South Africa assistant coach Gary Gold may be a Springbok through and through but his knowledge of the British and Irish game means he is expecting a tough tour when the Lions come calling later this summer.
Having spent four years in England with London Irish, Gold knows exactly how much the traditions of the Lions mean to every rugby player, coach and supporter across the length and breadth of Britain and Ireland.
"When I am asked about the threat the Lions bring, I always say that if you are selecting the best players from four top nations then you will end up with a very, very, good rugby squad," Gold told the Lions’ Principal Partner, HSBC.
"Add to that the prestige that goes with playing for the Lions and the fact that South Africa is the last place that they won, and you have a cracker of a rugby tour.
"I was in England for the last two British & Irish Lions tours and saw how much appetite there was amongst the UK and Ireland fans. 40,000 fans travelling half way around the world to watch a team who only play every four years is very special."
After becoming an assistant coach at Irish in 2001, Gold helped the Exiles claim their first national trophy in more than a century courtesy of a Powergen Cup triumph over Northampton in 2002. He went on to become head coach at the club between 2003 and 2005, before returning to South Africa to take up a post with Western Province.
Since previously working with the Springboks as a defensive consultant in 2004 and 2005, Gold has now rejoined the national ranks on a permanent basis. The 41-year-old has been working alongside Peter de Villiers for the past year and is now desperate to help the Boks back up November’s impressive wins over England, Scotland and Wales with a series victory against the Lions.
And, just as the excitement surrounding the tour is continuing to rise in the UK and Ireland, Gold admits that expectations are absolutely huge in his homeland.
"There is so much anticipation and excitement amongst fans and players over here. The Lions is such a special and significant part of Springbok history and tradition that you are constantly reminded about the defeat 12 years ago.
"It hurt the South Africans so much to lose in 1997, especially traditionalists who know that the Springboks outscored the Lions in terms of tries, so it was a bitter pill to swallow.
"A lot of people here still remember the 1974 Lions tour which was such a whitewash victory for
the Lions so there is no doubt that every single South African wants the squad to win this summer.
"For the South African players, the fact that the Lions only tour here every 12 years means that it’s a once in a lifetime opportunity to play against the Lions. Of the 710 Springboks who have been capped since Unity only 26 players have ever been capped against the Lions."
Gary Gold (second from right, front row) is an assistant coach with the Springboks
In addition to assessing how their own players are faring in the ongoing Super 14, Gold and his fellow Springbok coaches have been keeping a close watch on the recent Six Nations, with a number of potential Lions catching the eye.
Gold believes the presence of the impending Lions tour has had a positive impact on individual performances and that, despite Ireland dominating the Home Unions and recording only their second-ever Grand Slam, the Lions will be represented by a wide selection of players from all across the four countries.
"It is obvious that the players have a major incentive to play well in this season in particular with the prospect of the Lions at the end," explained Gold.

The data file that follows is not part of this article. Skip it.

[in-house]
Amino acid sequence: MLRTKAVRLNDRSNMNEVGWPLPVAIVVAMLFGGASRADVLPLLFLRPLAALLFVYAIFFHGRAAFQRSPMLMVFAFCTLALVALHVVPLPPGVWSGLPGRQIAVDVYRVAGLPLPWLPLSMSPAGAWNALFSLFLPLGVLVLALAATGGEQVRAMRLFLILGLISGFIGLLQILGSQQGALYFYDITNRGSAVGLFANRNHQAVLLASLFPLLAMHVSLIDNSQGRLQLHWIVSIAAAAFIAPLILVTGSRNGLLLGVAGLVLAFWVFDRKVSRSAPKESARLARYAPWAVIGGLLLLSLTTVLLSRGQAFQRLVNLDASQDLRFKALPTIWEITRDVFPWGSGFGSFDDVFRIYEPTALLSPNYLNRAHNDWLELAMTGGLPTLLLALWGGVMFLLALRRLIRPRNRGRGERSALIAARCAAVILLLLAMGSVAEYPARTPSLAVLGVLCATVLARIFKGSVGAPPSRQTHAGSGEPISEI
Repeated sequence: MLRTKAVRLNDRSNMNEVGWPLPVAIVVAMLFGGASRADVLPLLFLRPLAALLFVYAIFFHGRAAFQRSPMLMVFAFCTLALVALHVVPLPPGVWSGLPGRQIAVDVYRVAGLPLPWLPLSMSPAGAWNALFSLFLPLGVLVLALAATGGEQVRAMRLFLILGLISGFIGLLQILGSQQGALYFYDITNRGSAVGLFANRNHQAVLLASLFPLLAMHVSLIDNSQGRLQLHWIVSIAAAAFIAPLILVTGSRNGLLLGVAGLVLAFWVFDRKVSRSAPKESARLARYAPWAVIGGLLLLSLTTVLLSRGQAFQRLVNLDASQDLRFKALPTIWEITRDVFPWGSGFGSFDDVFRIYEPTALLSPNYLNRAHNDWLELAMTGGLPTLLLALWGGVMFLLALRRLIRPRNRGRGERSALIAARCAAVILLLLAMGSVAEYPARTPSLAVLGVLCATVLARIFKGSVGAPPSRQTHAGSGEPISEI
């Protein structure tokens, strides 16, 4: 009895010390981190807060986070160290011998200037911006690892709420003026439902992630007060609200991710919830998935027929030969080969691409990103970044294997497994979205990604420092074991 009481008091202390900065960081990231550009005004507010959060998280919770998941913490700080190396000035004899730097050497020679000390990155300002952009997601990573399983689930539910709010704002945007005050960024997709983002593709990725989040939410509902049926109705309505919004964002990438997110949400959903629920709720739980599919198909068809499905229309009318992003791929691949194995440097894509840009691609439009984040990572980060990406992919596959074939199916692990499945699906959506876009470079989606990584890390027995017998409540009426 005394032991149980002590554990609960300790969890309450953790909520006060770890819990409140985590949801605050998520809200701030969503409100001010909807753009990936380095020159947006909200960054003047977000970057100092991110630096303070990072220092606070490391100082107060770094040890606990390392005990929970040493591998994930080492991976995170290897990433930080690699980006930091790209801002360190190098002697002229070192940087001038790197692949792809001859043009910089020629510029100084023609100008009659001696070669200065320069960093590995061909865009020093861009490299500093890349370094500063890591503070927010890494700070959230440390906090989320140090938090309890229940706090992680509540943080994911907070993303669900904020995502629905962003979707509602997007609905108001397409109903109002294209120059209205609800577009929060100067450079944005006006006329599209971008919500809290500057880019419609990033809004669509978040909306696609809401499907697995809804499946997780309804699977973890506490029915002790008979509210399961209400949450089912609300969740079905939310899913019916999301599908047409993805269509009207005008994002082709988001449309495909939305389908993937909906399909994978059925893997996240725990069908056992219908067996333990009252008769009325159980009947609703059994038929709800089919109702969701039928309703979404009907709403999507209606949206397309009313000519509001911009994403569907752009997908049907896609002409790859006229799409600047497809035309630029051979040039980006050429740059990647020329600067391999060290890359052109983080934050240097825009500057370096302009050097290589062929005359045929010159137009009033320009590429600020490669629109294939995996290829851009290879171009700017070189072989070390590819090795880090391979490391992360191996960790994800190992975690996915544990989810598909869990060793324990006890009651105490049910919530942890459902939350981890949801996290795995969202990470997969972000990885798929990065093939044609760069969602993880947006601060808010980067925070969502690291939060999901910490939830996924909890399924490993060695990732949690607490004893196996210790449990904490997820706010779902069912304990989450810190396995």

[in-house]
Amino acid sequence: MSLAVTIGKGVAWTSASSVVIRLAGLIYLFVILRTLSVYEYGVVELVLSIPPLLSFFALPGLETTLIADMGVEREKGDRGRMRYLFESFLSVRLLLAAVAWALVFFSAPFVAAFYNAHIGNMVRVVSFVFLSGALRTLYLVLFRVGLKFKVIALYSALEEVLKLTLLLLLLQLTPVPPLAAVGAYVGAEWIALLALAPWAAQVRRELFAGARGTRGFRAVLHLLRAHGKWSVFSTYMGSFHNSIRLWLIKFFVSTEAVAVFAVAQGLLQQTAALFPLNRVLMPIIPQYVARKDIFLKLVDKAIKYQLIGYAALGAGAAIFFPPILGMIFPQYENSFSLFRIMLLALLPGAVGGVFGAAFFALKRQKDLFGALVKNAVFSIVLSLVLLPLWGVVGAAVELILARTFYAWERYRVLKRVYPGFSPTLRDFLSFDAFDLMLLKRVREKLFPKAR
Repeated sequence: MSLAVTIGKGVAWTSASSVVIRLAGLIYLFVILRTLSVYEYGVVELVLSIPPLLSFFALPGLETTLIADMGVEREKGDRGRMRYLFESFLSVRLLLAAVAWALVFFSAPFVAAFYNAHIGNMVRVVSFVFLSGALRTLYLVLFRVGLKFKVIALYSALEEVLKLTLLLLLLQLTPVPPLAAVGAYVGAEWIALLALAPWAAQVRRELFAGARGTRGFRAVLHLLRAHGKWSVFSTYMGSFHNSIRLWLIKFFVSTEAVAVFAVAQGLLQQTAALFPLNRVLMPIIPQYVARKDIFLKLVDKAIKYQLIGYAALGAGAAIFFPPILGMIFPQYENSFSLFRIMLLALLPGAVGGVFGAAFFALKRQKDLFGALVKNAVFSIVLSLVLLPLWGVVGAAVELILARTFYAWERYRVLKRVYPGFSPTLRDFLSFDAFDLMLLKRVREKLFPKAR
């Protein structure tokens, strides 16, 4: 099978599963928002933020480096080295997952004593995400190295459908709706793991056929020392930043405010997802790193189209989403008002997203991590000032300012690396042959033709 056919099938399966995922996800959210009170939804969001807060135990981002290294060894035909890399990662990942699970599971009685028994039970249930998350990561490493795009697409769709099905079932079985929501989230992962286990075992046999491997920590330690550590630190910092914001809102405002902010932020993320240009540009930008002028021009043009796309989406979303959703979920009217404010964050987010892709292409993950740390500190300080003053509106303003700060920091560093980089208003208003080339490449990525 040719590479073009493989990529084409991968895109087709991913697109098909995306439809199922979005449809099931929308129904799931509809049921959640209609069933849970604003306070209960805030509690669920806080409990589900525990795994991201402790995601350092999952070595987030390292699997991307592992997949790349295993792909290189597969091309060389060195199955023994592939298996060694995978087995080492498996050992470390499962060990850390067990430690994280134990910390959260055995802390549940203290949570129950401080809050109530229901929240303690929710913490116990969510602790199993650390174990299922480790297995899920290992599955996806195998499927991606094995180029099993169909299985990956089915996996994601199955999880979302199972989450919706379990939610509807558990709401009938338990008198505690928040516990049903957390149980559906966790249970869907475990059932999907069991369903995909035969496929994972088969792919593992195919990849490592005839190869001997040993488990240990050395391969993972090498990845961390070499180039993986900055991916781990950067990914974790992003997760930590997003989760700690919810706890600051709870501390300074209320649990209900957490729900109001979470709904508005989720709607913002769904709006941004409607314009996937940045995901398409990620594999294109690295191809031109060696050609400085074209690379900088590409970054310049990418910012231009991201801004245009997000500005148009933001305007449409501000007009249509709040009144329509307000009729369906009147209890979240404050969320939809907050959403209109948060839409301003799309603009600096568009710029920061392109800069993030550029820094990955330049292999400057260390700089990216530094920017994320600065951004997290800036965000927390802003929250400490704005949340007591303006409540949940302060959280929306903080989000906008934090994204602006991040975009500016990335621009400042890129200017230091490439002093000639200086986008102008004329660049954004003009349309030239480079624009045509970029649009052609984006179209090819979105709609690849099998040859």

"Whoever they pick, I am sure there will be a good spread of players from all four nations. I don’t think Wales will provide any more than perhaps 30% of the squad followed by Ireland and then Scotland and England making up the rest.
"It is interesting as obviously Wales and Ireland have done well against the Home Unions and we have been watching them particularly closely. England are going through somewhat of a transitional period with
their new coach but all the games are impressively competitive.
"I have been impressed by some of the Scotland guys especially against Italy. I know that Italy can be a tough side so it was interesting to see some individual performances such as those from Simon Taylor, Jason White, Chris Paterson and Mike Blair."
The make up of the Lions touring party has been a hot topic for debate throughout rugby circles for months now and, with his knowledge of the British and Irish game and the history of the Lions, Gold can understand why.
While his attentions may be on helping select a Springbok side capable of erasing the memories of ’97, Gold accepts that Lions head coach Ian McGeechan will have plenty to think about before announcing his touring party towards the end of next month.
"I think the two full backs from Ireland and Wales respectively (Rob Kearney and Lee Byrne) will give the British & Irish Lions selectors a headache over the coming weeks.
"In terms of the second rowers – Paul O’Connell stands out for me but also Alun -Wyn Jones.
"When it comes to England, I can’t really say at the moment who should tour. I can’t discredit Nick Kennedy or Delon Armitage but then I am a bit biased as I coached them both at London Irish and think they are fantastic players. Both of them could be wildcards for the tour.
Gold coached Lions hopeful Nick Kennedy (with ball) at London Irish
"I think Danny Care is a good player and an outside bet as well as Mike Blair. Similarly James Haskell is a fantastic player in my eyes but then so is Martyn Williams for Wales and David Wallace for Ireland. Both are real work horses.
"Ian McGeechan will be very wise in his selections and will pick a couple of experienced, old heads alongside youngsters who play with the freedom that won’t let the pressure of the occasion get to them."
No doubt Gold, de Villiers and co will do the same ahead of the most eagerly-anticipated sporting occasion of the year.